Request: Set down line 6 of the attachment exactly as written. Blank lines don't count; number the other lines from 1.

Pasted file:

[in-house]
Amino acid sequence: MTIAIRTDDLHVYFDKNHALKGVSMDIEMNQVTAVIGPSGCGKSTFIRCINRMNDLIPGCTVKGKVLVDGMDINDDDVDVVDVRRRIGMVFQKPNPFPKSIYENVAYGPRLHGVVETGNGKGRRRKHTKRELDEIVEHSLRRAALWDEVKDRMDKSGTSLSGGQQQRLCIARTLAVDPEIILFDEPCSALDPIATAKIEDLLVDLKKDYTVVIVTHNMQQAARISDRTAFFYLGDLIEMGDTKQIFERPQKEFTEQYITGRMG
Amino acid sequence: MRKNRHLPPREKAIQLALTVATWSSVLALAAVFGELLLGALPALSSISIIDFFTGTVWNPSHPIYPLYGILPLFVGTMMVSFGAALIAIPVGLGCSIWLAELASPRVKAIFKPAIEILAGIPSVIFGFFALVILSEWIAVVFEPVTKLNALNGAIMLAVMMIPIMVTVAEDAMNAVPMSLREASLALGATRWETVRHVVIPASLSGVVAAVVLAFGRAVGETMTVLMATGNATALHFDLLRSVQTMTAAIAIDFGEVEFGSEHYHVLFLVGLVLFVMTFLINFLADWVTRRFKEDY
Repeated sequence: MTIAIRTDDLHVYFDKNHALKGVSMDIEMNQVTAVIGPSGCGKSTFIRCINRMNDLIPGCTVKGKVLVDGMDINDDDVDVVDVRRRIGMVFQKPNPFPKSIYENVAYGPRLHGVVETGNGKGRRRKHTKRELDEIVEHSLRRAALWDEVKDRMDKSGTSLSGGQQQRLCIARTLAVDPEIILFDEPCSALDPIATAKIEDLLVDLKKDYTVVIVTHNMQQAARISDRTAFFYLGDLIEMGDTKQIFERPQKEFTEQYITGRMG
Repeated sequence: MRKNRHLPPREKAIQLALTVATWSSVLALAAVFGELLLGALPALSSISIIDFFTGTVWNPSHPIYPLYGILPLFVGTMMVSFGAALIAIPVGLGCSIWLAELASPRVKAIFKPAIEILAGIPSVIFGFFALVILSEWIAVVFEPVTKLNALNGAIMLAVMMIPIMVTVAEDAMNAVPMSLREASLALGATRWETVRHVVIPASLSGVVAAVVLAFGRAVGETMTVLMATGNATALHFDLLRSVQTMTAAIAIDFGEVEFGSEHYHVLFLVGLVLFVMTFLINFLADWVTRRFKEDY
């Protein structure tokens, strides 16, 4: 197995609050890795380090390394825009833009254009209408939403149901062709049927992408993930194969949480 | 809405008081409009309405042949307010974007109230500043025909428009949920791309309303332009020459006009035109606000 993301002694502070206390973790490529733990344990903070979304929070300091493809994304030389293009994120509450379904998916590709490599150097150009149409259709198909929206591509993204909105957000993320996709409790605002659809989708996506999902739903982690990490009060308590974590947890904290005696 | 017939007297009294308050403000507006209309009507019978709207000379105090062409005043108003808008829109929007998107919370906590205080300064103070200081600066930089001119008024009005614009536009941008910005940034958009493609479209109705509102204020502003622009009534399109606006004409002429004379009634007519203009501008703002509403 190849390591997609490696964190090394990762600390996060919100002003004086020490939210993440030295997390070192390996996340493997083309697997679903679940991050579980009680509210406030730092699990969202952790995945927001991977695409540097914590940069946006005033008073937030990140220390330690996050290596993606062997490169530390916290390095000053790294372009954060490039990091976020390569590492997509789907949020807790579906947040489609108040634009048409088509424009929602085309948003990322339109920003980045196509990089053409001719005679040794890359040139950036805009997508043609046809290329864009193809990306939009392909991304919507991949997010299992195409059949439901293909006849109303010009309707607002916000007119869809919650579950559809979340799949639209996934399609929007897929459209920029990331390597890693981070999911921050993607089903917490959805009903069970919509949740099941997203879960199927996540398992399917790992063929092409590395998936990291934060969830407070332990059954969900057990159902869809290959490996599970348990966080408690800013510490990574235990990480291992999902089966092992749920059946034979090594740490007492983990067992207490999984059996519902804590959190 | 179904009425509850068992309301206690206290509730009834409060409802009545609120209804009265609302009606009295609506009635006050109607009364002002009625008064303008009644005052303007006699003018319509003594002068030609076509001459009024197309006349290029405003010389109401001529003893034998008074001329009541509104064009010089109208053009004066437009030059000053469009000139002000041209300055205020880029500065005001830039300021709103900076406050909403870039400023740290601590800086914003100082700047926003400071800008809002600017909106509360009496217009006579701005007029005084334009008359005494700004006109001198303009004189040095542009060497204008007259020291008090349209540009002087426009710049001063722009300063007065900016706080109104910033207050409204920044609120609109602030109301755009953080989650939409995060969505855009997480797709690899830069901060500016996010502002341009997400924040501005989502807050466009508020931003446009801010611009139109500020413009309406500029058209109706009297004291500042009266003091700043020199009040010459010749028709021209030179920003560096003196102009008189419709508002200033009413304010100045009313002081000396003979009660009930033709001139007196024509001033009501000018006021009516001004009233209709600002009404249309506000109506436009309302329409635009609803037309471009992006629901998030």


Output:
């Protein structure tokens, strides 16, 4: 197995609050890795380090390394825009833009254009209408939403149901062709049927992408993930194969949480 | 809405008081409009309405042949307010974007109230500043025909428009949920791309309303332009020459006009035109606000 993301002694502070206390973790490529733990344990903070979304929070300091493809994304030389293009994120509450379904998916590709490599150097150009149409259709198909929206591509993204909105957000993320996709409790605002659809989708996506999902739903982690990490009060308590974590947890904290005696 | 017939007297009294308050403000507006209309009507019978709207000379105090062409005043108003808008829109929007998107919370906590205080300064103070200081600066930089001119008024009005614009536009941008910005940034958009493609479209109705509102204020502003622009009534399109606006004409002429004379009634007519203009501008703002509403 190849390591997609490696964190090394990762600390996060919100002003004086020490939210993440030295997390070192390996996340493997083309697997679903679940991050579980009680509210406030730092699990969202952790995945927001991977695409540097914590940069946006005033008073937030990140220390330690996050290596993606062997490169530390916290390095000053790294372009954060490039990091976020390569590492997509789907949020807790579906947040489609108040634009048409088509424009929602085309948003990322339109920003980045196509990089053409001719005679040794890359040139950036805009997508043609046809290329864009193809990306939009392909991304919507991949997010299992195409059949439901293909006849109303010009309707607002916000007119869809919650579950559809979340799949639209996934399609929007897929459209920029990331390597890693981070999911921050993607089903917490959805009903069970919509949740099941997203879960199927996540398992399917790992063929092409590395998936990291934060969830407070332990059954969900057990159902869809290959490996599970348990966080408690800013510490990574235990990480291992999902089966092992749920059946034979090594740490007492983990067992207490999984059996519902804590959190 | 179904009425509850068992309301206690206290509730009834409060409802009545609120209804009265609302009606009295609506009635006050109607009364002002009625008064303008009644005052303007006699003018319509003594002068030609076509001459009024197309006349290029405003010389109401001529003893034998008074001329009541509104064009010089109208053009004066437009030059000053469009000139002000041209300055205020880029500065005001830039300021709103900076406050909403870039400023740290601590800086914003100082700047926003400071800008809002600017909106509360009496217009006579701005007029005084334009008359005494700004006109001198303009004189040095542009060497204008007259020291008090349209540009002087426009710049001063722009300063007065900016706080109104910033207050409204920044609120609109602030109301755009953080989650939409995060969505855009997480797709690899830069901060500016996010502002341009997400924040501005989502807050466009508020931003446009801010611009139109500020413009309406500029058209109706009297004291500042009266003091700043020199009040010459010749028709021209030179920003560096003196102009008189419709508002200033009413304010100045009313002081000396003979009660009930033709001139007196024509001033009501000018006021009516001004009233209709600002009404249309506000109506436009309302329409635009609803037309471009992006629901998030």